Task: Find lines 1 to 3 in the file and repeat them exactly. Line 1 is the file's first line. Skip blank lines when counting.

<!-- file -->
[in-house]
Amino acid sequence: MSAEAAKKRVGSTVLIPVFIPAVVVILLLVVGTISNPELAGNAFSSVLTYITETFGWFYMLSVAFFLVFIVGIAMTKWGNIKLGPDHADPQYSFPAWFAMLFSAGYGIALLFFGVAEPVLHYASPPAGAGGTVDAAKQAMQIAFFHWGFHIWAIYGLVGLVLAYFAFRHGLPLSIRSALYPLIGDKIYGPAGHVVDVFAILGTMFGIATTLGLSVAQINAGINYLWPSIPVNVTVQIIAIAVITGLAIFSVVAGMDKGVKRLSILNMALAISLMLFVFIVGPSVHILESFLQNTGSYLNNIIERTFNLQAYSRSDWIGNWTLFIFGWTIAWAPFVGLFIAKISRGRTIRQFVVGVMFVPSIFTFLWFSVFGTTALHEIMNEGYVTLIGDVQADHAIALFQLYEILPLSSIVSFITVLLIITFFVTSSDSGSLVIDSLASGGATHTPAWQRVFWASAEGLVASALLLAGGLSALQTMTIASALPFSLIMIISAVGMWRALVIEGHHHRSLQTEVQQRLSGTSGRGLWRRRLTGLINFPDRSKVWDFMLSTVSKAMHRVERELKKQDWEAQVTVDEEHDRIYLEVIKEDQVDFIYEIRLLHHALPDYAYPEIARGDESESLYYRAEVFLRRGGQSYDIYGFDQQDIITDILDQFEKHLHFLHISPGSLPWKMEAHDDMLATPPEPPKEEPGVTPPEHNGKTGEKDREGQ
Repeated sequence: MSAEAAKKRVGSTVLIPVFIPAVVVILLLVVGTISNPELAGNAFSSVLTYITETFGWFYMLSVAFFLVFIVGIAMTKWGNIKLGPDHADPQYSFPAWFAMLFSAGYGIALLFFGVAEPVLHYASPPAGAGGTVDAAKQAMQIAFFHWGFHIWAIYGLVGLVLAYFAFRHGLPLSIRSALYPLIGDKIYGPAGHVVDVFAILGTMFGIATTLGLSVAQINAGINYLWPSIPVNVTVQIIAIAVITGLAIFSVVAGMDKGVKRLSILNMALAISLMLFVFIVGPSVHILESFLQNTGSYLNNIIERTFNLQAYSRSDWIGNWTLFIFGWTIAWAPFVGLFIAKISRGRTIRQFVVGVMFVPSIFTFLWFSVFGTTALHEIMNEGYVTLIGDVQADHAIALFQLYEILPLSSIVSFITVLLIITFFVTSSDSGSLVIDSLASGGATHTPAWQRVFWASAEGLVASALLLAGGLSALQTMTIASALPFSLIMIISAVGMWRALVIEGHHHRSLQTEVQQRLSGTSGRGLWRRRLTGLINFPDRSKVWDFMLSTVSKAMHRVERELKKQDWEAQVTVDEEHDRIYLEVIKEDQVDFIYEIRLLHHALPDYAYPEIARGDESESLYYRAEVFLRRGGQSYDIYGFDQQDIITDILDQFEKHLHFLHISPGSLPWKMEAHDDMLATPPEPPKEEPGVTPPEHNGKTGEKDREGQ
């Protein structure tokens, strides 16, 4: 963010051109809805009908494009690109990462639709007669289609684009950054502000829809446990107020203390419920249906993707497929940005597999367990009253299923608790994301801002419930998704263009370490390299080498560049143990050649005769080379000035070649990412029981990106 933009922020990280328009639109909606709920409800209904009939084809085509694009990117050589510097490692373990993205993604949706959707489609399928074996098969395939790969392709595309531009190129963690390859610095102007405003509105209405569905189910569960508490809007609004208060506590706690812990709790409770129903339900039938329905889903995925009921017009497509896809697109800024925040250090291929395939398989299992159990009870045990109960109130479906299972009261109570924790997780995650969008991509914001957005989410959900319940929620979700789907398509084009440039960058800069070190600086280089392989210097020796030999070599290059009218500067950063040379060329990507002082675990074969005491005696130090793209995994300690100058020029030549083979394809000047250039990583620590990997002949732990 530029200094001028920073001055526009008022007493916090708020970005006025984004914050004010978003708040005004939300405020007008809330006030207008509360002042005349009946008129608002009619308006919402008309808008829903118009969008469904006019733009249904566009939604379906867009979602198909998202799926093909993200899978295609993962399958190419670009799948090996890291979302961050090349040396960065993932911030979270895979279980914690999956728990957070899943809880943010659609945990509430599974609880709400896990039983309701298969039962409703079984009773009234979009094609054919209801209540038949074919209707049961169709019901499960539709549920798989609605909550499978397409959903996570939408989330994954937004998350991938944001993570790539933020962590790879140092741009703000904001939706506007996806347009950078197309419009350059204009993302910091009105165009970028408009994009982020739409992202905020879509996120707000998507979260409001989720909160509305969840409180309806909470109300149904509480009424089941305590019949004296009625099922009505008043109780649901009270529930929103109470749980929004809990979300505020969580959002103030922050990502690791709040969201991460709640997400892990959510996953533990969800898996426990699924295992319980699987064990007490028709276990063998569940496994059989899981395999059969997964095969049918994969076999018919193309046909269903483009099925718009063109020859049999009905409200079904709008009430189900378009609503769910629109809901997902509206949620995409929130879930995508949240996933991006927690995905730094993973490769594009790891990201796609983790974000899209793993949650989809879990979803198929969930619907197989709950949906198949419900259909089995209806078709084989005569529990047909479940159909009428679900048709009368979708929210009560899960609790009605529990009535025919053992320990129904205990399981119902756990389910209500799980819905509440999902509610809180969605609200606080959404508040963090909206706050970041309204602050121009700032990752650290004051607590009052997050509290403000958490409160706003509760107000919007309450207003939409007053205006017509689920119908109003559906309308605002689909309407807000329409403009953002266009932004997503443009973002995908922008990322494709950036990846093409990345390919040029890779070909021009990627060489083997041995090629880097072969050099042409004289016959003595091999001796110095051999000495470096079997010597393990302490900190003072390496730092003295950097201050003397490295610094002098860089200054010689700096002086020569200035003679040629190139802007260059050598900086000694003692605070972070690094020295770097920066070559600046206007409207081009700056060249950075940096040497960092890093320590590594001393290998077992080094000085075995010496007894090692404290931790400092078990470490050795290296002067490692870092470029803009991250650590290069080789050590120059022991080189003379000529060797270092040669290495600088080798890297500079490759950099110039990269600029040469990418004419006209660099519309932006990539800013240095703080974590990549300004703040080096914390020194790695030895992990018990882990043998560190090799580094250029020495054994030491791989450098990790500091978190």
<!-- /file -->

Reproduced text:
[in-house]
Amino acid sequence: MSAEAAKKRVGSTVLIPVFIPAVVVILLLVVGTISNPELAGNAFSSVLTYITETFGWFYMLSVAFFLVFIVGIAMTKWGNIKLGPDHADPQYSFPAWFAMLFSAGYGIALLFFGVAEPVLHYASPPAGAGGTVDAAKQAMQIAFFHWGFHIWAIYGLVGLVLAYFAFRHGLPLSIRSALYPLIGDKIYGPAGHVVDVFAILGTMFGIATTLGLSVAQINAGINYLWPSIPVNVTVQIIAIAVITGLAIFSVVAGMDKGVKRLSILNMALAISLMLFVFIVGPSVHILESFLQNTGSYLNNIIERTFNLQAYSRSDWIGNWTLFIFGWTIAWAPFVGLFIAKISRGRTIRQFVVGVMFVPSIFTFLWFSVFGTTALHEIMNEGYVTLIGDVQADHAIALFQLYEILPLSSIVSFITVLLIITFFVTSSDSGSLVIDSLASGGATHTPAWQRVFWASAEGLVASALLLAGGLSALQTMTIASALPFSLIMIISAVGMWRALVIEGHHHRSLQTEVQQRLSGTSGRGLWRRRLTGLINFPDRSKVWDFMLSTVSKAMHRVERELKKQDWEAQVTVDEEHDRIYLEVIKEDQVDFIYEIRLLHHALPDYAYPEIARGDESESLYYRAEVFLRRGGQSYDIYGFDQQDIITDILDQFEKHLHFLHISPGSLPWKMEAHDDMLATPPEPPKEEPGVTPPEHNGKTGEKDREGQ
Repeated sequence: MSAEAAKKRVGSTVLIPVFIPAVVVILLLVVGTISNPELAGNAFSSVLTYITETFGWFYMLSVAFFLVFIVGIAMTKWGNIKLGPDHADPQYSFPAWFAMLFSAGYGIALLFFGVAEPVLHYASPPAGAGGTVDAAKQAMQIAFFHWGFHIWAIYGLVGLVLAYFAFRHGLPLSIRSALYPLIGDKIYGPAGHVVDVFAILGTMFGIATTLGLSVAQINAGINYLWPSIPVNVTVQIIAIAVITGLAIFSVVAGMDKGVKRLSILNMALAISLMLFVFIVGPSVHILESFLQNTGSYLNNIIERTFNLQAYSRSDWIGNWTLFIFGWTIAWAPFVGLFIAKISRGRTIRQFVVGVMFVPSIFTFLWFSVFGTTALHEIMNEGYVTLIGDVQADHAIALFQLYEILPLSSIVSFITVLLIITFFVTSSDSGSLVIDSLASGGATHTPAWQRVFWASAEGLVASALLLAGGLSALQTMTIASALPFSLIMIISAVGMWRALVIEGHHHRSLQTEVQQRLSGTSGRGLWRRRLTGLINFPDRSKVWDFMLSTVSKAMHRVERELKKQDWEAQVTVDEEHDRIYLEVIKEDQVDFIYEIRLLHHALPDYAYPEIARGDESESLYYRAEVFLRRGGQSYDIYGFDQQDIITDILDQFEKHLHFLHISPGSLPWKMEAHDDMLATPPEPPKEEPGVTPPEHNGKTGEKDREGQ